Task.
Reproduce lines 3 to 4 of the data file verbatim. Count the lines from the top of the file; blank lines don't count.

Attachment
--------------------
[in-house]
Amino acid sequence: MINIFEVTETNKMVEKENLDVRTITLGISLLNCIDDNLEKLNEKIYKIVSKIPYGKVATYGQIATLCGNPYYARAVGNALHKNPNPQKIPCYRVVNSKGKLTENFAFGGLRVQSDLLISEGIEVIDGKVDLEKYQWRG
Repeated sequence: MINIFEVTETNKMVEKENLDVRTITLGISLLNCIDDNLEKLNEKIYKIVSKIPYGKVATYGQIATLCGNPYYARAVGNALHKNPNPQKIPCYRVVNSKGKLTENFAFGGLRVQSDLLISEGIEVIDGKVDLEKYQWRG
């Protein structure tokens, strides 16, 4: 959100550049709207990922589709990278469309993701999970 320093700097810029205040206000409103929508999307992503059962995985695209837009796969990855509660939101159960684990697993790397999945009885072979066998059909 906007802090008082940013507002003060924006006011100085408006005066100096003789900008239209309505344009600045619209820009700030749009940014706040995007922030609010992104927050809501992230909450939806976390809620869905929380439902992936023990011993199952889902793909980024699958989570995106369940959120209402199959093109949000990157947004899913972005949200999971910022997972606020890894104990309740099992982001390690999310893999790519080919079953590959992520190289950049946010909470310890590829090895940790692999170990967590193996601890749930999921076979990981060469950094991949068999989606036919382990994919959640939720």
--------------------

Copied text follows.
Repeated sequence: MINIFEVTETNKMVEKENLDVRTITLGISLLNCIDDNLEKLNEKIYKIVSKIPYGKVATYGQIATLCGNPYYARAVGNALHKNPNPQKIPCYRVVNSKGKLTENFAFGGLRVQSDLLISEGIEVIDGKVDLEKYQWRG
């Protein structure tokens, strides 16, 4: 959100550049709207990922589709990278469309993701999970 320093700097810029205040206000409103929508999307992503059962995985695209837009796969990855509660939101159960684990697993790397999945009885072979066998059909 906007802090008082940013507002003060924006006011100085408006005066100096003789900008239209309505344009600045619209820009700030749009940014706040995007922030609010992104927050809501992230909450939806976390809620869905929380439902992936023990011993199952889902793909980024699958989570995106369940959120209402199959093109949000990157947004899913972005949200999971910022997972606020890894104990309740099992982001390690999310893999790519080919079953590959992520190289950049946010909470310890590829090895940790692999170990967590193996601890749930999921076979990981060469950094991949068999989606036919382990994919959640939720």